Mariko Tamaki discusses the return of The Leader!

The Leader has come for Jen Walters again. And this time, he’s conscripted her biggest fan in the fight.

On December 13, writer Mariko Tamaki and artist Jahnoy Lindsay present SHE-HULK #160! Jen has barely started to deal with the trauma still lingering after Civil War II and now she finds even more difficulty coming her way. Trapped between the two most Hulk-obsessed people on the planet, Jen has to ask: what do they want from her?

Mariko stopped by to give us a couple of clues!

Marvel.com: At the start of this series, we found Jen dealing with some serious stress. How has she been progressing through that emotional journey?

Mariko Tamaki: It’s been a messed up couple of months for Jennifer Walters.

After she lost her cousin, Jen has really struggled to deal with the trauma of that and her own experiences with Thanos.

Post-Civil War II, she’s been working at a new law firm where she’s tried to focus on other people’s problems instead of her own. But you can’t treat trauma like a headache, like “Well, this sucks but it will go away.” It won’t go away! The more you avoid a thing like trauma, the more it shows up in your life. Jen wants to treat her pain like a cramp and shake it off and just focus on other people’s monsters. But no matter what she does, her monster stands there waiting all the time and it’s constantly messing with her.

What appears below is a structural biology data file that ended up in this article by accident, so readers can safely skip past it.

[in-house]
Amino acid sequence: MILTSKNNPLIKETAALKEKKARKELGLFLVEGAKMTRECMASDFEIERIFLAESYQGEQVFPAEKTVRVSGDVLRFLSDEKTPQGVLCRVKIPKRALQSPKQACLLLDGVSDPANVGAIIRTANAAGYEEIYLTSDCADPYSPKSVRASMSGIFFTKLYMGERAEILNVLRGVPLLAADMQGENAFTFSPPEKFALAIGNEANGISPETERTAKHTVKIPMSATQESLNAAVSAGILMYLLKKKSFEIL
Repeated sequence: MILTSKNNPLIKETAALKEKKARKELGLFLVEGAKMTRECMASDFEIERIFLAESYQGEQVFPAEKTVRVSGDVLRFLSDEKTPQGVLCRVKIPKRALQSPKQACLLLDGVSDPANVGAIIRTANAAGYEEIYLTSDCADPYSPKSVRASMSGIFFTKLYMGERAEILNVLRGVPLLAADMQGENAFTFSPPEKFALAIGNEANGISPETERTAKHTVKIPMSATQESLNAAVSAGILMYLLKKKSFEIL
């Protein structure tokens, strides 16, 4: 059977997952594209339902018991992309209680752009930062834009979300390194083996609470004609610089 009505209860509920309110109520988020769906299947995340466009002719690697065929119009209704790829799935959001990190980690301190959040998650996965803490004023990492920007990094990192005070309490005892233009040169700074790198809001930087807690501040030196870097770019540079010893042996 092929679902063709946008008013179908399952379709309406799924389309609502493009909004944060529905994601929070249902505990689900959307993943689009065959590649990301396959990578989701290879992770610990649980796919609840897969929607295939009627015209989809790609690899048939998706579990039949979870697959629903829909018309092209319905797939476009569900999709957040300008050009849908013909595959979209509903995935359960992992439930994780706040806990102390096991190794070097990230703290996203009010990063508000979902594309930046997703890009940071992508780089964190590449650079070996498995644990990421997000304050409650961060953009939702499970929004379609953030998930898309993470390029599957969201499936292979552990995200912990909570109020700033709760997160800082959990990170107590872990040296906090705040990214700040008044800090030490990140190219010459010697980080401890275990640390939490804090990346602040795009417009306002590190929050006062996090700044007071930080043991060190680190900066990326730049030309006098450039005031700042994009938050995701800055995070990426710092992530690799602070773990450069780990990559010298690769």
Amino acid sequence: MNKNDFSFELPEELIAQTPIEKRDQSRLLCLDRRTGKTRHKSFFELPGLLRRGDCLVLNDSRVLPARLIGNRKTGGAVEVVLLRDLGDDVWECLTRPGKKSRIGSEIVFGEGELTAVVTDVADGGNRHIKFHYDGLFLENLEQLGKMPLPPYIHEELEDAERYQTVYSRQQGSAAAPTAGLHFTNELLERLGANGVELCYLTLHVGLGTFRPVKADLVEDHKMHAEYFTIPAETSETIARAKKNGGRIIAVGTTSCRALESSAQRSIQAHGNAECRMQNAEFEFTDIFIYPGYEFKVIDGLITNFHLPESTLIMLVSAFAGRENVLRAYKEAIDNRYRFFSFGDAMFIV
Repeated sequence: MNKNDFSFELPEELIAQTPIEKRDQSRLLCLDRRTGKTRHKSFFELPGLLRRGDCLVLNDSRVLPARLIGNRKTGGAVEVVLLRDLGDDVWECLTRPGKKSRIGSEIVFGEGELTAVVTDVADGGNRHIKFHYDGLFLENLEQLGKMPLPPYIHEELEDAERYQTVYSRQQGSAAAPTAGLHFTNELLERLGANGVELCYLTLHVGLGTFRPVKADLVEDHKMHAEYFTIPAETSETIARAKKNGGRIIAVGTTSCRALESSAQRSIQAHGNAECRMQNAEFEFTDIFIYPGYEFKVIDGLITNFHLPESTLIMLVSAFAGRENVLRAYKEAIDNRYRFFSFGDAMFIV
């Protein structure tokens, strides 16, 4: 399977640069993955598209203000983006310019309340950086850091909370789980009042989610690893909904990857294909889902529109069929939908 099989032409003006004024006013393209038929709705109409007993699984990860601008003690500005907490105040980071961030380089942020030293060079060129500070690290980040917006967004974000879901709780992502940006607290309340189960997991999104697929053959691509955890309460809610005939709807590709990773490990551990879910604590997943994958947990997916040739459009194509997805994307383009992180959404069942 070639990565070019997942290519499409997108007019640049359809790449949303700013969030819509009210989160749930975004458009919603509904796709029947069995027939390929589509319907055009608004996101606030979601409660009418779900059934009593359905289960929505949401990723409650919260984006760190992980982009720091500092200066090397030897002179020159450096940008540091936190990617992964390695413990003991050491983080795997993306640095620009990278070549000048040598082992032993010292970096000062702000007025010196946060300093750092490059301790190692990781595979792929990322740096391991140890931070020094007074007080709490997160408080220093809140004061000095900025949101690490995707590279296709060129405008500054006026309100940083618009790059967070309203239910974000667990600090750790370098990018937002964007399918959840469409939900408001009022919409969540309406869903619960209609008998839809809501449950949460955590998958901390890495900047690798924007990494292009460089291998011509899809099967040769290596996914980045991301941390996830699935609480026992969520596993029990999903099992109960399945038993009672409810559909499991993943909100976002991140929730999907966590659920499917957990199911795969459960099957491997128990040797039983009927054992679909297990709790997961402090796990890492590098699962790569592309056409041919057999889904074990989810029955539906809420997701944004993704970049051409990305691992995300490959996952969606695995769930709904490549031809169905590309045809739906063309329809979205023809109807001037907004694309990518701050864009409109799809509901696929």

Marvel.com: And so the grey state comes in.

Mariko Tamaki: Yeah, the grey state acts like a heightened version of Jen’s previous green state. Everything about grey Hulk seems bigger and angrier. And being grey kind of makes it hard to connect to Jen.

Being grey is basically like rage. Pure. Rage.

Marvel.com: Tell us a little bit about The Leader and his history with The Hulk.

Mariko Tamaki: The Leader is a brain (a very big brain, thanks to gamma radiation) and a schemer. He’s a tactician. The same way gamma radiation made Hulk and She-Hulk’s rage and anger larger than life, the Leader’s ambition, ego, and desire for domination and power, are also larger than life.

Of course, the problem with big plans tends to be that they always get foiled, and the Hulk has been a foil for The Leader time and time again. So the plans get a little more evil and a little more intricate every time…

Marvel.com: What makes him so obsessed with Jen!?

Mariko Tamaki: Aside from the ongoing backstory of Leader vs. Hulk, to paraphrase “RuPaul’s Drag Race” winner Jinkx Monsoon, I think there might be two reasons you go after a person: you go after the person who’s good at the things you’re not good at, and you go after someone who’s good at the things you are good at.

I think for The Leader, She-Hulk seems kind of a double threat in that regard. She’s smart and strong. Also, I think at some point you pick the person you want to destroy and, once you’ve committed to that, you just have to follow through.

Marvel.com: Professor Robyn Meiser Malt shows up in this arc as well! What inspires her in this story?

Mariko Tamaki: Robyn, a scientist working with The Leader, is a huge, huge fan of She-Hulk. Robyn acts as my investigation of a kind of fan. What happens when you put someone up in a place beyond being admired? What singular thing does the object of your desire become and how does that connect to your own vision of self?